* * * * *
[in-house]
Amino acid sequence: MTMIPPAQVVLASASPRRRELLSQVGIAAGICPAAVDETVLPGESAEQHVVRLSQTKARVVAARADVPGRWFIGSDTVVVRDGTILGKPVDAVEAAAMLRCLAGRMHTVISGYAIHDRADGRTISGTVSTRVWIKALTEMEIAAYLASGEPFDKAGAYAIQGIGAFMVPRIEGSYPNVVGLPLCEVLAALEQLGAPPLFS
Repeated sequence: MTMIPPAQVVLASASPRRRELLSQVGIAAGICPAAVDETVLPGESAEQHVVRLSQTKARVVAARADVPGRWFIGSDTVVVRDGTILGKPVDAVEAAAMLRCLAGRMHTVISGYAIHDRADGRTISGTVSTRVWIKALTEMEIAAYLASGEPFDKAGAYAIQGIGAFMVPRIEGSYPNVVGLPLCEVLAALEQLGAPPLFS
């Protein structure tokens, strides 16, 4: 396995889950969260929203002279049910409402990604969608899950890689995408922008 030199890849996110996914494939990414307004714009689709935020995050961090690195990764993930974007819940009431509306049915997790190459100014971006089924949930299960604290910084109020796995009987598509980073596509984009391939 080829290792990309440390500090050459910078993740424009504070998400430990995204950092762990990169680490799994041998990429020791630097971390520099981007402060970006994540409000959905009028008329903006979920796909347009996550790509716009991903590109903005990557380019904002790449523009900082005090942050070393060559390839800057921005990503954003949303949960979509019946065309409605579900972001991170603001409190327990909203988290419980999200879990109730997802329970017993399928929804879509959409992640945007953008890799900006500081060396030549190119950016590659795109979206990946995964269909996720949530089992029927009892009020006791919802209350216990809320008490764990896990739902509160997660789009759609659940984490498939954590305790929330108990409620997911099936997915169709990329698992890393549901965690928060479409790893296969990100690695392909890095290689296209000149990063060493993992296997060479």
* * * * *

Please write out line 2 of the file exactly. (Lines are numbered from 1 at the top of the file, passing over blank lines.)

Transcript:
Amino acid sequence: MTMIPPAQVVLASASPRRRELLSQVGIAAGICPAAVDETVLPGESAEQHVVRLSQTKARVVAARADVPGRWFIGSDTVVVRDGTILGKPVDAVEAAAMLRCLAGRMHTVISGYAIHDRADGRTISGTVSTRVWIKALTEMEIAAYLASGEPFDKAGAYAIQGIGAFMVPRIEGSYPNVVGLPLCEVLAALEQLGAPPLFS